My students are 'broken kids I cannot fix'
Teachers on Reddit are sharing horror stories of their students' emotional, social and academic melt downs, screen addictions and apathy.
More than half of third and fourth graders "are indifferent to learning, unashamed of their antisocial behaviors, and truly unpleasant to spend time with," writes an elementary specialist in a high-poverty urban district. "They feel like broken kids I cannot fix. I worry about what will happen when they become adults in 2032-33."
A fifth-grade teacher writes about "extremely low academic performance (about 80% of my class is below grade level) and downright awful behavior with no awareness of themselves or others around them."
This year's third graders are "incredibly needy, can be so downright rude, and apathetic to the point where they just look at me like I’m the crazy one for caring how well they do sometimes," writes another teacher.
Another teacher worries about "oversexualized" 10-year-olds caught sexting each other.
The 3rd graders are totally social skill deficient. Everything out of their mouths is an insult of some form, their language is ugliness and when confronted the feeling is they genuinely do not understand why making fun of somebody’s dead mother is not okay. I greatly worry for them, from the lack of social skills to the hyper violence they take as commonplace.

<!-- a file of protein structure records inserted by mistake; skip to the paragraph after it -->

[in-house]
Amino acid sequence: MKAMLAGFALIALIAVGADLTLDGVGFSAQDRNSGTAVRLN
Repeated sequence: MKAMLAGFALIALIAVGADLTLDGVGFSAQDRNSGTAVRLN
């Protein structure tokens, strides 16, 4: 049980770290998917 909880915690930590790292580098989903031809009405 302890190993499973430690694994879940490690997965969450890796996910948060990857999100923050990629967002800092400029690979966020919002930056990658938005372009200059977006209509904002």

High school teachers have been told they'll have to learn how to teach phonics, because their incoming students won't know how to read.
A former special ed teacher, now a substitute, is seeing "A LOT more kids with speech impediments" and pronunciation problems.
I'm guessing that's face masks.
Students lost far more academic and social skills than their parents realize, write researchers Tom Kane of Harvard and Sean Reardon of Stanford in the New York Times. Achievement gaps widened, but more affluent children did not do better than lower-income students within the same district.
"Test scores declined more in districts where schools were closed longer," Kane and Reardon write. In addition, students lost more in places with high Covid death rates, more anxious and depressed adults and where "social activities were the most curtailed." Remember that the playgrounds were closed. "The overall effect has been devastating," they write. Here's a link to their data. Kane and Reardon would like to see more summer learning and enrichment, more tutoring and more use of educational software to track students' progress. But they don't think it will be enough in the hardest-hit communities. Like some of the Reddit teachers, they suggest an optional fifth year of high school to help young people prepare for career paths or college.